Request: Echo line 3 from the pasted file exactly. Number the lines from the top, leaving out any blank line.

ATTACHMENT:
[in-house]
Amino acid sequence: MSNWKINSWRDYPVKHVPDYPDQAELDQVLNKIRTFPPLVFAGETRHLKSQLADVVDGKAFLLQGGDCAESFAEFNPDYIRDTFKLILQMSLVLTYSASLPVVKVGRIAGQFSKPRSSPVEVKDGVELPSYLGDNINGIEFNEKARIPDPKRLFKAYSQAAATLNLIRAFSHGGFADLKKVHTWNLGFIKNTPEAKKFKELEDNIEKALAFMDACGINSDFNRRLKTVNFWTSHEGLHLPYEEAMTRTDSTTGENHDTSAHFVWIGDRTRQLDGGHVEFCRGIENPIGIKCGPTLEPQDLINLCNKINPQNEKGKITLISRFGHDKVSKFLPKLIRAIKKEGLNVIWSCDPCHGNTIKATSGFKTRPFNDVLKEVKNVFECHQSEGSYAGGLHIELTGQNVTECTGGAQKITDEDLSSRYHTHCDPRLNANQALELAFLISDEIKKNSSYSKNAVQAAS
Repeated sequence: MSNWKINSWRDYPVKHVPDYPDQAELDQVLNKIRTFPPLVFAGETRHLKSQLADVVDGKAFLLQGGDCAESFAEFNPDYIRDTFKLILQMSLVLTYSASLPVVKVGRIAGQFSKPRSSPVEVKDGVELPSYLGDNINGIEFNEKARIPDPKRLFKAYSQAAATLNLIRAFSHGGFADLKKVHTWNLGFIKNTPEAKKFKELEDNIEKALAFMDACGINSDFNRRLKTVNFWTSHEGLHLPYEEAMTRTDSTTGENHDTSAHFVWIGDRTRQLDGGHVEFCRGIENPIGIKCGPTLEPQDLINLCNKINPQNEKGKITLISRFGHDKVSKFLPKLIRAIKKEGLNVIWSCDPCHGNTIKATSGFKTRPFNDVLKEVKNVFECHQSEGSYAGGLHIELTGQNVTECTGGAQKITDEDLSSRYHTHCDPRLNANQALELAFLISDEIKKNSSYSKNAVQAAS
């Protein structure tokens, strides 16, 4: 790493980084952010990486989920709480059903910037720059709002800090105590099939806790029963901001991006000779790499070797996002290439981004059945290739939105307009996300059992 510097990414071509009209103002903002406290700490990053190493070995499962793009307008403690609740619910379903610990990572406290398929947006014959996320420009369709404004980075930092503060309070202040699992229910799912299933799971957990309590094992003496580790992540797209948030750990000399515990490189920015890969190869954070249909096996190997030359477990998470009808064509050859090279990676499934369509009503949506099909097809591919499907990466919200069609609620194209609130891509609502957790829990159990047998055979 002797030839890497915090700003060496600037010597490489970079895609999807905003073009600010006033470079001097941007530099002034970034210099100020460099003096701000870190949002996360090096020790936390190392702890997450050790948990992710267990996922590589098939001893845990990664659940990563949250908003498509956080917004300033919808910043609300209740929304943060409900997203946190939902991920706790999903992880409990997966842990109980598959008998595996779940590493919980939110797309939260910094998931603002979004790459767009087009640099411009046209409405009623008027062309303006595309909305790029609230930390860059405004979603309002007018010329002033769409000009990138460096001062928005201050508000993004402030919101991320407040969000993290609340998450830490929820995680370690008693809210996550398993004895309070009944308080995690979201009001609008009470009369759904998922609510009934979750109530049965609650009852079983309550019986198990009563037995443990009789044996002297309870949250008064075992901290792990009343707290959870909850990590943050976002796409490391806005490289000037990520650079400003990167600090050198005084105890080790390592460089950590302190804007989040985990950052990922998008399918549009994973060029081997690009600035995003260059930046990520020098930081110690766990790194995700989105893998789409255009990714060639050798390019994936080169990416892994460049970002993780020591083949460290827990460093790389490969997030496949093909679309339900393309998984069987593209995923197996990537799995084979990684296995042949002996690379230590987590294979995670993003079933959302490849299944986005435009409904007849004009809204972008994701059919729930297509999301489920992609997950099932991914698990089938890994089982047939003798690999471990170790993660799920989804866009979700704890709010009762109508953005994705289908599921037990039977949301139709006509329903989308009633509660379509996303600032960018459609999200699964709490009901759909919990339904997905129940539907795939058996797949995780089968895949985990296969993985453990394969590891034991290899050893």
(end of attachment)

Repeated sequence: MSNWKINSWRDYPVKHVPDYPDQAELDQVLNKIRTFPPLVFAGETRHLKSQLADVVDGKAFLLQGGDCAESFAEFNPDYIRDTFKLILQMSLVLTYSASLPVVKVGRIAGQFSKPRSSPVEVKDGVELPSYLGDNINGIEFNEKARIPDPKRLFKAYSQAAATLNLIRAFSHGGFADLKKVHTWNLGFIKNTPEAKKFKELEDNIEKALAFMDACGINSDFNRRLKTVNFWTSHEGLHLPYEEAMTRTDSTTGENHDTSAHFVWIGDRTRQLDGGHVEFCRGIENPIGIKCGPTLEPQDLINLCNKINPQNEKGKITLISRFGHDKVSKFLPKLIRAIKKEGLNVIWSCDPCHGNTIKATSGFKTRPFNDVLKEVKNVFECHQSEGSYAGGLHIELTGQNVTECTGGAQKITDEDLSSRYHTHCDPRLNANQALELAFLISDEIKKNSSYSKNAVQAAS